Given the two different assessments of what it would take to train the Afghan National Army to stand on its own, the one offered by the Harper government is easily dismissed. Rick Hillier, for all his bluster, is providing a more accurate assessment of the conditions and challenges facing any group charged with producing a self-sustaining ANA.
Hillier stopped short of saying Canada should remain in situ to do the job, although it's not a leap to presume that that is what he would prefer. Regardless, what Hillier is saying is that given the current circumstances nobody will be able to produce the results offered by Harper's government in the latest Throne Speech.
Enter Sandra Buckler.
[A] spokesperson for the Prime Minister, Sandra Buckler, stuck to the early end date, saying it was "achievable" and in line with the Afghanistan Compact, the agreement drawn up between the international community and the Afghan government. In her emailed statement, Buckler did not acknowledge Hillier's comments.Spin. And nobody believes it. Just as nobody believed that she didn't attempt to
The fact is, Hillier's assessment is believable because it's based on the current metrics. Whether the ANA kandaks being trained by the Canadian Army are, in fact, "top-notch" doesn't really enter the picture. What is true is that it takes three years to train a single Afghan infantry battalion and we're only half-way there. That doesn't even take into account that the ANA has virtually nothing in the way of combat support and logistical support elements. Adding those in would make Hillier's assessment optimistic.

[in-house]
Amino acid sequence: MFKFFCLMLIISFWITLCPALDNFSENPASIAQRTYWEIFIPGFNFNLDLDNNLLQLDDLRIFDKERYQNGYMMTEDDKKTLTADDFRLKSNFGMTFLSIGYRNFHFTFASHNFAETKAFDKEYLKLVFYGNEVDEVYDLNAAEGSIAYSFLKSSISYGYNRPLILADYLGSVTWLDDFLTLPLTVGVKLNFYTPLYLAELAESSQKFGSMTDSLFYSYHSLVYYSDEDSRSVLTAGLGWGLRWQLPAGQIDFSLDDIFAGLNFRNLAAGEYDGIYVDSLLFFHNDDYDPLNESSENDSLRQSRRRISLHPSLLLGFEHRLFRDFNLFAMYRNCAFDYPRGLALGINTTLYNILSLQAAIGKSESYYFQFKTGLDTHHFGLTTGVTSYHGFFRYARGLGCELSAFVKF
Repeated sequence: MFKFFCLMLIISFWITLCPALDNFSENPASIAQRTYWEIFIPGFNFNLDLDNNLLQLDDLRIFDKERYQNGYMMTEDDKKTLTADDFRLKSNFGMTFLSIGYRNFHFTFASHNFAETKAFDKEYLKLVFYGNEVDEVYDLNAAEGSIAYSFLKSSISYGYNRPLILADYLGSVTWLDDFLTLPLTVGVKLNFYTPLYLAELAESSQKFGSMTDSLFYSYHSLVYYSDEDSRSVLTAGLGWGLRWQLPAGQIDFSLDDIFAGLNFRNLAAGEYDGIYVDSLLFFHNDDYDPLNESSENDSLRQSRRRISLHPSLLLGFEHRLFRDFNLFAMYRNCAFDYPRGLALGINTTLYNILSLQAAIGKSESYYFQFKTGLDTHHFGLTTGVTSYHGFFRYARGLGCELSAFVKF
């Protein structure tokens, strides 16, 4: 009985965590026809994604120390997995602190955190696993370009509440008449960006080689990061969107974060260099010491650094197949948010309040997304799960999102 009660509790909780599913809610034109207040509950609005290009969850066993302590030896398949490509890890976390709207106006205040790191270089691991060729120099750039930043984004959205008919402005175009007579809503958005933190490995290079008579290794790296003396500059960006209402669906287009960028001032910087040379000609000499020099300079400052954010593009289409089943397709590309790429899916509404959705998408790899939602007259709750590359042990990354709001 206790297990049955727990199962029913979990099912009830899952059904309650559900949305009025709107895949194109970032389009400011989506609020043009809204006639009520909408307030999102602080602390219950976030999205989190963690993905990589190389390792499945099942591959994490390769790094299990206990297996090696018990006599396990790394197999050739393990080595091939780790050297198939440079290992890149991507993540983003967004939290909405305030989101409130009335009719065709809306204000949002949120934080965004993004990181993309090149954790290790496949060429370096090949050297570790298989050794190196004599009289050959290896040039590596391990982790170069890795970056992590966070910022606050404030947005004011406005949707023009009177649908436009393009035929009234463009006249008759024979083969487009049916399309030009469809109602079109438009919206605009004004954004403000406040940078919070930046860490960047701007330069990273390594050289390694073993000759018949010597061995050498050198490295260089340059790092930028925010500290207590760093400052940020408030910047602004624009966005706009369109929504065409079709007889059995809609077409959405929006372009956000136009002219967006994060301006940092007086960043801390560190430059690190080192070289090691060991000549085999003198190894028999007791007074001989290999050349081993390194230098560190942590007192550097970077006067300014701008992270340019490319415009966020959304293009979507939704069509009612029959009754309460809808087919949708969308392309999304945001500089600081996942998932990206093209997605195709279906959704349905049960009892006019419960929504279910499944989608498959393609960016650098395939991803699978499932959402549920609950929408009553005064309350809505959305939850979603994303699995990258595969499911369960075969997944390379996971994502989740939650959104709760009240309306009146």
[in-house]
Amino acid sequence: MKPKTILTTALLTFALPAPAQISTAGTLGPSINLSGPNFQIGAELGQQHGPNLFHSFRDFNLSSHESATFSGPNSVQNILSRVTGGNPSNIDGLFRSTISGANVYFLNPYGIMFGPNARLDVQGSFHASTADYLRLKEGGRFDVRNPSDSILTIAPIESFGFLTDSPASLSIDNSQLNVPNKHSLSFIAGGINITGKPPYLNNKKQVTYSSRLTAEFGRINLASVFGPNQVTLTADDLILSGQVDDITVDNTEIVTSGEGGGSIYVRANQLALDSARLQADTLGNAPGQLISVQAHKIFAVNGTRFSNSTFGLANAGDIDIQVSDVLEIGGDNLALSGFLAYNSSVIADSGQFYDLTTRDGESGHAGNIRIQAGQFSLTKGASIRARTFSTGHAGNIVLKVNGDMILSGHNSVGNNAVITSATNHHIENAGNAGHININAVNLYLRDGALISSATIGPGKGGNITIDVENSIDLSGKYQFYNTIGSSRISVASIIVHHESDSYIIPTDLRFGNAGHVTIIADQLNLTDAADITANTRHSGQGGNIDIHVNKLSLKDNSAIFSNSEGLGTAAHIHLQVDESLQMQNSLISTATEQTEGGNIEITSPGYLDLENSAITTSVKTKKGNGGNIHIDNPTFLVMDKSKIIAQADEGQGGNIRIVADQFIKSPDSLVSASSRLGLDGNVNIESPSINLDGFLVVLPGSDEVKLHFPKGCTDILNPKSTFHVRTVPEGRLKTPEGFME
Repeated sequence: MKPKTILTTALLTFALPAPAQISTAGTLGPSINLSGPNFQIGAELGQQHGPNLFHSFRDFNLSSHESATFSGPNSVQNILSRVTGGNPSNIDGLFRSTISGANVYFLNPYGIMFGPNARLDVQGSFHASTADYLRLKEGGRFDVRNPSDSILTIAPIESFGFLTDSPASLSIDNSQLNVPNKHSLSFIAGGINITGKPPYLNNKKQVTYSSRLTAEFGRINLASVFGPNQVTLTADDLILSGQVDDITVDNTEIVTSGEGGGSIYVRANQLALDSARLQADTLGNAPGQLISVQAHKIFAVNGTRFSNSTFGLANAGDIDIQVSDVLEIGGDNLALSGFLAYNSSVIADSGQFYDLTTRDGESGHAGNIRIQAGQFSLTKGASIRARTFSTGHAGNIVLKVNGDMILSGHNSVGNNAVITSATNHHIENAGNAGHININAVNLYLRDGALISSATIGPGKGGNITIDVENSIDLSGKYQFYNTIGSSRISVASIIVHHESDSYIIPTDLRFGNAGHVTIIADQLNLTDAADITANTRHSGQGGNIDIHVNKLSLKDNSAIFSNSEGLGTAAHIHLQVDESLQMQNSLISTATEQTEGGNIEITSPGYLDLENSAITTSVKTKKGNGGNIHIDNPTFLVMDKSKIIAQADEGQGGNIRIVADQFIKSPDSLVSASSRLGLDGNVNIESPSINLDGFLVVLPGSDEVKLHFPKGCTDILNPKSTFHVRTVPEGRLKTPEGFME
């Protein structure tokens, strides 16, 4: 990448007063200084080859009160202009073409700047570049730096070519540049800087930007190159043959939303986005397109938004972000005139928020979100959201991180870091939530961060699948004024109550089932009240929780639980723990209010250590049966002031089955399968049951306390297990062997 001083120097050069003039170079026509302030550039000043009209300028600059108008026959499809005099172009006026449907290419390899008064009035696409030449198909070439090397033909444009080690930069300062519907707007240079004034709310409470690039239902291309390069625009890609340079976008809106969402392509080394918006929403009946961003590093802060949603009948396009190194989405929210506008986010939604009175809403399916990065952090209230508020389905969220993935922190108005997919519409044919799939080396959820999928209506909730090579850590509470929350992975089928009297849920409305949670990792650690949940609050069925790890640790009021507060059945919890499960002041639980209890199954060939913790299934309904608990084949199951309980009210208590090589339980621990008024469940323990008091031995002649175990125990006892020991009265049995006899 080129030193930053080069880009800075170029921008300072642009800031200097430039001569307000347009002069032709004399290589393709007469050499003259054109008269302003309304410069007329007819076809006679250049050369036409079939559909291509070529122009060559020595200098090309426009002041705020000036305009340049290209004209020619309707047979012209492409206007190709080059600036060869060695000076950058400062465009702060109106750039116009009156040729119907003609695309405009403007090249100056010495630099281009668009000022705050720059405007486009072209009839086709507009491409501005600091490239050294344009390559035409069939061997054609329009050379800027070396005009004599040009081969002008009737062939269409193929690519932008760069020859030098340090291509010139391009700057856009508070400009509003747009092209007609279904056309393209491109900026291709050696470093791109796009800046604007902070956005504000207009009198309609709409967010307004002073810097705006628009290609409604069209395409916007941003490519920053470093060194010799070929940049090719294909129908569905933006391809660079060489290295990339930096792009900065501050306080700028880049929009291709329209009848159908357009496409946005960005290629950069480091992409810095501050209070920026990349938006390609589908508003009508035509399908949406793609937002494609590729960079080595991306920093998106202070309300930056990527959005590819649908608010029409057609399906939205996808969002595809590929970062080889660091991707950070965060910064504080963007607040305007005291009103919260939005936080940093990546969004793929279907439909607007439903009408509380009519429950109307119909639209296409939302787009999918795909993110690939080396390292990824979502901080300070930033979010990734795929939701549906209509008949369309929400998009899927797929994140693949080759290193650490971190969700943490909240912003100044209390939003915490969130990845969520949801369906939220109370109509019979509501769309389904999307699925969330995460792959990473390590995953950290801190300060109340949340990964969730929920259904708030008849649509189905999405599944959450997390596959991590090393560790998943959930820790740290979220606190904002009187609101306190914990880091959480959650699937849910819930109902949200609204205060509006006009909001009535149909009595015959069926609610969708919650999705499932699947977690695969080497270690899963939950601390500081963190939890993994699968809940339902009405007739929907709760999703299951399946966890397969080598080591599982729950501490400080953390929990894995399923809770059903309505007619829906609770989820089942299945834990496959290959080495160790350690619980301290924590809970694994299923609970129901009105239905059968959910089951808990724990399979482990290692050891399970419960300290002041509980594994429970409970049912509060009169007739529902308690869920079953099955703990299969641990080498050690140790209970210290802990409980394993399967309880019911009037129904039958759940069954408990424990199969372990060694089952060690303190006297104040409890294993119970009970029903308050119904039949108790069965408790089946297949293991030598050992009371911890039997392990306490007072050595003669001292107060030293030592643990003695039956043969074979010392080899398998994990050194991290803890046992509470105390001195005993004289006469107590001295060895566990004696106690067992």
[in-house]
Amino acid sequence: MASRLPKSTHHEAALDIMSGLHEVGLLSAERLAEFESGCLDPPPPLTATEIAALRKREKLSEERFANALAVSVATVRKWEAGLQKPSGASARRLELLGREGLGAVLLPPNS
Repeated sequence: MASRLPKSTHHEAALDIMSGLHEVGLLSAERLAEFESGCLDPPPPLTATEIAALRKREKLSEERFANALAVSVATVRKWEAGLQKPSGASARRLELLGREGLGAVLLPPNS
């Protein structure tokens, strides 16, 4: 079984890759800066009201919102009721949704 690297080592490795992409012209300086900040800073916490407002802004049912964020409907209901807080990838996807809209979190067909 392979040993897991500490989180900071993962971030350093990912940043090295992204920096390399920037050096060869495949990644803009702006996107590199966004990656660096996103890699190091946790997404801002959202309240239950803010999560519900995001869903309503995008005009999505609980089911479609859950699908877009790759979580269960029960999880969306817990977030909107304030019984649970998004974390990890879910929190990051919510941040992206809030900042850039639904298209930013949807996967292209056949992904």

Hillier has forwarded something which the Harperites know will cause Canadians to balk: the idea of war-without-end. If the ANA is unable to deal with security situation in Afghanistan on its own, the dismal picture being presented is that Canadian troops will continue to be involved in the same kind of asymmetrical warfare they are now engaged in and will continue to suffer losses - unless we can convince other allies to take on that part of the mission - even for a while.
And how's that effort going?
Even though Defence Minister Peter MacKay and Bernier, the foreign affairs minister, invested much time drumming up replacements or support for Canadian troops in Kandahar, there were no firm offers to send new troops to one of the country's most dangerous regions.Which would make Buckler's input even farther away from reality.
Even the Bush administration, which should be shouldering the blame for the current situation in Afghanistan, can't convince NATO's European nations to step into the meat grinder.
Defense Secretary Robert Gates yesterday questioned the commitment of some NATO allies to winning in Afghanistan, saying the outcome there is at "real risk" because some European nations are unwilling to provide enough troops and resources to the mission.As much as Gates cajoled Europe's NATO nations, they did not cough up the helicopters he asked for and they hesitate to take on what is increasingly appearing to be an unending situation in Afghanistan's south.
The U.S. has 26,000 troops in Afghanistan and the non-U.S. total is 23,000. For the past year, NATO has had overall command of the forces, other than 13,000 U.S. troops doing counterterrorism missions.
They have every good reason to refuse to engage any further than they have now.